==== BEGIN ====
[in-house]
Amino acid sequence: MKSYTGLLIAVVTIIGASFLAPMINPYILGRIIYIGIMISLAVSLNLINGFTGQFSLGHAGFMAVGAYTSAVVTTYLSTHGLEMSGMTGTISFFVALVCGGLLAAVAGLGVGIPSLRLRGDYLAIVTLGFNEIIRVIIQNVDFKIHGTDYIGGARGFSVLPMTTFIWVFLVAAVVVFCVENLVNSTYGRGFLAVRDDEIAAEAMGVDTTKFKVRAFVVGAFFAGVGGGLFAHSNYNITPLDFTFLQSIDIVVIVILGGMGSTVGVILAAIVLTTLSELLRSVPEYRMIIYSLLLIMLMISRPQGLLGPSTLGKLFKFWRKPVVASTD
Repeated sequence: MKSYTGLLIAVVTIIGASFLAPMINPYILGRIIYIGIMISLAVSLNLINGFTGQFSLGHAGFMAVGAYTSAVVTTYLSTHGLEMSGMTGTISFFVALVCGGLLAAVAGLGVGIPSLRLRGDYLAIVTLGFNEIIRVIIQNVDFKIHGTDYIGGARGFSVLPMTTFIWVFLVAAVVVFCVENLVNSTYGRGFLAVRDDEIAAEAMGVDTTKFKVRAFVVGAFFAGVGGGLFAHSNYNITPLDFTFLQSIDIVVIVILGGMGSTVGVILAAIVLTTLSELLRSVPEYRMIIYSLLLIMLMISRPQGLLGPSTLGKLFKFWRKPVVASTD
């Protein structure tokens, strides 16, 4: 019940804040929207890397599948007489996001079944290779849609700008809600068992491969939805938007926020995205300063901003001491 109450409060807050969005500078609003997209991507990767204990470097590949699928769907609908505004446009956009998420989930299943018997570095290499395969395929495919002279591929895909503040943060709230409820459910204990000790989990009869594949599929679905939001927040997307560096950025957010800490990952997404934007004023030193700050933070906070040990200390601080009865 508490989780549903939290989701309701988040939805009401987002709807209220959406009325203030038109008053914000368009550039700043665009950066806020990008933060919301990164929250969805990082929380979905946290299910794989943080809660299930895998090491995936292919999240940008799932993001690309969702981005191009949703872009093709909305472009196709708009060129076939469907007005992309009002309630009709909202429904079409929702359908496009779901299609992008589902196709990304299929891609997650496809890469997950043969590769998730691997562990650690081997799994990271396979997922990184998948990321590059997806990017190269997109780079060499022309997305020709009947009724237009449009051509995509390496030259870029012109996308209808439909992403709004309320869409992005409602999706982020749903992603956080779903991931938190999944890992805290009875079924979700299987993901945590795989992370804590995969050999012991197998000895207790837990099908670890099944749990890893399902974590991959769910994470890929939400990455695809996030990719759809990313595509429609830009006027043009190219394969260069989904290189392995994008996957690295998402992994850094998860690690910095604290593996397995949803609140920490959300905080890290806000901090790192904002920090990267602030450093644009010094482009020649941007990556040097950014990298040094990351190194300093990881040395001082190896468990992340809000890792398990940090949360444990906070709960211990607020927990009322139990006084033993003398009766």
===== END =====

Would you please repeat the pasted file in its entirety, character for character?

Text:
[in-house]
Amino acid sequence: MKSYTGLLIAVVTIIGASFLAPMINPYILGRIIYIGIMISLAVSLNLINGFTGQFSLGHAGFMAVGAYTSAVVTTYLSTHGLEMSGMTGTISFFVALVCGGLLAAVAGLGVGIPSLRLRGDYLAIVTLGFNEIIRVIIQNVDFKIHGTDYIGGARGFSVLPMTTFIWVFLVAAVVVFCVENLVNSTYGRGFLAVRDDEIAAEAMGVDTTKFKVRAFVVGAFFAGVGGGLFAHSNYNITPLDFTFLQSIDIVVIVILGGMGSTVGVILAAIVLTTLSELLRSVPEYRMIIYSLLLIMLMISRPQGLLGPSTLGKLFKFWRKPVVASTD
Repeated sequence: MKSYTGLLIAVVTIIGASFLAPMINPYILGRIIYIGIMISLAVSLNLINGFTGQFSLGHAGFMAVGAYTSAVVTTYLSTHGLEMSGMTGTISFFVALVCGGLLAAVAGLGVGIPSLRLRGDYLAIVTLGFNEIIRVIIQNVDFKIHGTDYIGGARGFSVLPMTTFIWVFLVAAVVVFCVENLVNSTYGRGFLAVRDDEIAAEAMGVDTTKFKVRAFVVGAFFAGVGGGLFAHSNYNITPLDFTFLQSIDIVVIVILGGMGSTVGVILAAIVLTTLSELLRSVPEYRMIIYSLLLIMLMISRPQGLLGPSTLGKLFKFWRKPVVASTD
């Protein structure tokens, strides 16, 4: 019940804040929207890397599948007489996001079944290779849609700008809600068992491969939805938007926020995205300063901003001491 109450409060807050969005500078609003997209991507990767204990470097590949699928769907609908505004446009956009998420989930299943018997570095290499395969395929495919002279591929895909503040943060709230409820459910204990000790989990009869594949599929679905939001927040997307560096950025957010800490990952997404934007004023030193700050933070906070040990200390601080009865 508490989780549903939290989701309701988040939805009401987002709807209220959406009325203030038109008053914000368009550039700043665009950066806020990008933060919301990164929250969805990082929380979905946290299910794989943080809660299930895998090491995936292919999240940008799932993001690309969702981005191009949703872009093709909305472009196709708009060129076939469907007005992309009002309630009709909202429904079409929702359908496009779901299609992008589902196709990304299929891609997650496809890469997950043969590769998730691997562990650690081997799994990271396979997922990184998948990321590059997806990017190269997109780079060499022309997305020709009947009724237009449009051509995509390496030259870029012109996308209808439909992403709004309320869409992005409602999706982020749903992603956080779903991931938190999944890992805290009875079924979700299987993901945590795989992370804590995969050999012991197998000895207790837990099908670890099944749990890893399902974590991959769910994470890929939400990455695809996030990719759809990313595509429609830009006027043009190219394969260069989904290189392995994008996957690295998402992994850094998860690690910095604290593996397995949803609140920490959300905080890290806000901090790192904002920090990267602030450093644009010094482009020649941007990556040097950014990298040094990351190194300093990881040395001082190896468990992340809000890792398990940090949360444990906070709960211990607020927990009322139990006084033993003398009766």